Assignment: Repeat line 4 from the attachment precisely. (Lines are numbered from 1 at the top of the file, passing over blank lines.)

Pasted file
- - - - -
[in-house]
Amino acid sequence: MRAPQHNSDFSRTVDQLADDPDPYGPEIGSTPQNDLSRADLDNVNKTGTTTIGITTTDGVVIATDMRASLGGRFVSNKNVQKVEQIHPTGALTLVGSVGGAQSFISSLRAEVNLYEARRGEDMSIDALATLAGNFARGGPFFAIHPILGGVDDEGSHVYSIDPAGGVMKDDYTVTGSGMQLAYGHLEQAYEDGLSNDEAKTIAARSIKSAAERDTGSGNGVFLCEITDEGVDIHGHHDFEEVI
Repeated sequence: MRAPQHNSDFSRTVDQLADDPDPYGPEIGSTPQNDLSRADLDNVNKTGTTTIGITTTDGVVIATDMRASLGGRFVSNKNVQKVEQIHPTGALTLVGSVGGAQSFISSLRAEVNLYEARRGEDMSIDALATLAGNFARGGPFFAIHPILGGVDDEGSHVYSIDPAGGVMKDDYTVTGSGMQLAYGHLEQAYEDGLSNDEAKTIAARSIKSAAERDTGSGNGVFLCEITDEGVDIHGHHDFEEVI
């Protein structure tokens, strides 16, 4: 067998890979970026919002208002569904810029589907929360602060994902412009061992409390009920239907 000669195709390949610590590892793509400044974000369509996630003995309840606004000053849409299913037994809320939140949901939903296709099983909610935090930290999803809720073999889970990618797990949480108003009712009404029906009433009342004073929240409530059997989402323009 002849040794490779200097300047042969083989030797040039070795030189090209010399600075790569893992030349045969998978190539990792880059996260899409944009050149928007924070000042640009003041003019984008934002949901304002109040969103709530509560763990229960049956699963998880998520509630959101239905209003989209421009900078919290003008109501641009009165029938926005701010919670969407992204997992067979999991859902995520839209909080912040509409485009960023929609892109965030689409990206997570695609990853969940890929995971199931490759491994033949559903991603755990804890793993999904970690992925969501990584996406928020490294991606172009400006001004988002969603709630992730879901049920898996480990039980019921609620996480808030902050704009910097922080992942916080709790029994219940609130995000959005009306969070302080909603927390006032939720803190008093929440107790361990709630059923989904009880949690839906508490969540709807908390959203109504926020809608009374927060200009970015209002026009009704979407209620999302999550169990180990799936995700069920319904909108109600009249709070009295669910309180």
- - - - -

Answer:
């Protein structure tokens, strides 16, 4: 067998890979970026919002208002569904810029589907929360602060994902412009061992409390009920239907 000669195709390949610590590892793509400044974000369509996630003995309840606004000053849409299913037994809320939140949901939903296709099983909610935090930290999803809720073999889970990618797990949480108003009712009404029906009433009342004073929240409530059997989402323009 002849040794490779200097300047042969083989030797040039070795030189090209010399600075790569893992030349045969998978190539990792880059996260899409944009050149928007924070000042640009003041003019984008934002949901304002109040969103709530509560763990229960049956699963998880998520509630959101239905209003989209421009900078919290003008109501641009009165029938926005701010919670969407992204997992067979999991859902995520839209909080912040509409485009960023929609892109965030689409990206997570695609990853969940890929995971199931490759491994033949559903991603755990804890793993999904970690992925969501990584996406928020490294991606172009400006001004988002969603709630992730879901049920898996480990039980019921609620996480808030902050704009910097922080992942916080709790029994219940609130995000959005009306969070302080909603927390006032939720803190008093929440107790361990709630059923989904009880949690839906508490969540709807908390959203109504926020809608009374927060200009970015209002026009009704979407209620999302999550169990180990799936995700069920319904909108109600009249709070009295669910309180």